From the medieval period onwards, rural settlements often depended on a local corn mill for flour. On a small scale, of course, individuals could always grind grain in hand-operated querns, although some landowners prohibited these so as to increase usage of their mills and the associated fees.

The Cheviot streams and rivers offered good sites for watermills, and these were often re-used, medieval sites still being used in the nineteenth century. Mill remains may consist of building platforms by a river, and leats that diverted water to a mill pond or the wheel. Sometimes the mills were small – just farm mills that serviced a local community. These would often have been powered by water from a pond filled by a nearby stream, with operations stopping when the pond was empty. In such cases, there may be no surviving remains at all, even the pond having been filled in.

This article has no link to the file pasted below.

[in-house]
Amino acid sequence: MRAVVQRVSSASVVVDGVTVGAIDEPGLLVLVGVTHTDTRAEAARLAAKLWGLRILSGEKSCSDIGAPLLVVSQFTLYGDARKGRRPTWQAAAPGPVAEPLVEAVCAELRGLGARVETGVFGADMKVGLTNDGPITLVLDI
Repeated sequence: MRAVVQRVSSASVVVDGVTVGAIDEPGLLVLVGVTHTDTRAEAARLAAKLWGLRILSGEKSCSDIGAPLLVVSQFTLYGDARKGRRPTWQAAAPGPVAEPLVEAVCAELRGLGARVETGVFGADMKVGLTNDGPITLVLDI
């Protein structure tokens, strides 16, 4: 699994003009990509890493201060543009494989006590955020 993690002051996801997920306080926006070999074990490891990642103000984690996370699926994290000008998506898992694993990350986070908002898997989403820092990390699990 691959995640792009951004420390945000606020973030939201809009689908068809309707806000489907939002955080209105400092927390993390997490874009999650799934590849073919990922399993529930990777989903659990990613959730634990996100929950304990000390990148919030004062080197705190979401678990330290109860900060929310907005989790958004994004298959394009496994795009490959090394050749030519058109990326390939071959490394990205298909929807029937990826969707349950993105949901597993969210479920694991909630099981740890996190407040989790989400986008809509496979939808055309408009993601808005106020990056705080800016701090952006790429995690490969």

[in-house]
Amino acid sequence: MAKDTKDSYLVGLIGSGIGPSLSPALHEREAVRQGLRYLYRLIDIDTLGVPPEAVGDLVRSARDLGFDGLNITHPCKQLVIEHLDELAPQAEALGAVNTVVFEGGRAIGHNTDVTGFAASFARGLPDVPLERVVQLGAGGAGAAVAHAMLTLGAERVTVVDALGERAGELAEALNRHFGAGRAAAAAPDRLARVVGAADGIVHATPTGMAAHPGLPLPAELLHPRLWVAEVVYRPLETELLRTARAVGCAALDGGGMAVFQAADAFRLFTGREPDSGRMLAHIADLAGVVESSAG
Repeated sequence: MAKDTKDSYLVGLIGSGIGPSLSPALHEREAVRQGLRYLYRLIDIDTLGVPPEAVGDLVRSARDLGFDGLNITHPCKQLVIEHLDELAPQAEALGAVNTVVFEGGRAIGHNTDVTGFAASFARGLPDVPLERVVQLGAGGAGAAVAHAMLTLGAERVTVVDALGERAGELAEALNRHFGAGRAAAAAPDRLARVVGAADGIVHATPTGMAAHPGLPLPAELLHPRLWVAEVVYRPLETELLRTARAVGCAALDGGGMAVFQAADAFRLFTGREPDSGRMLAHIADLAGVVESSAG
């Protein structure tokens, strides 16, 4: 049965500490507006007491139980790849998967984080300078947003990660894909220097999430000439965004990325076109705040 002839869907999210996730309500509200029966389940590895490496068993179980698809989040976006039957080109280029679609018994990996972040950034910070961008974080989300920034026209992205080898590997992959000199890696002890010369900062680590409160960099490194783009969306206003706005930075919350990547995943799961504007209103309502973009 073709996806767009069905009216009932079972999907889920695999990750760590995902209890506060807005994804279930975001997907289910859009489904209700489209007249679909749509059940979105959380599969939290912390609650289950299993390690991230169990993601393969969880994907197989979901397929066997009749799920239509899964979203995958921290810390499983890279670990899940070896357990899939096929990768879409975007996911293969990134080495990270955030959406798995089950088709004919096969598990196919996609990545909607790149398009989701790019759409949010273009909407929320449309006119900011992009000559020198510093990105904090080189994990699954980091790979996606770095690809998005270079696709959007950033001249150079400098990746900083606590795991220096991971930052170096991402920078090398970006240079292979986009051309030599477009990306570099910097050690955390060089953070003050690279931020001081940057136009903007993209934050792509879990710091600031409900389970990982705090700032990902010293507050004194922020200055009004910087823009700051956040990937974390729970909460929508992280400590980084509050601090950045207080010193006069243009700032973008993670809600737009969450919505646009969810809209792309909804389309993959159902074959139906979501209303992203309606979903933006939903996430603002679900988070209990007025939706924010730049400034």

Although mills were used for many purposes other than grinding grain, there are few instances of this along the Border Roads. The medieval fulling mill near Barrowburn on the Coquet is one, while early OS maps show the occasional sawmill on farms north of the border.

Comments are closed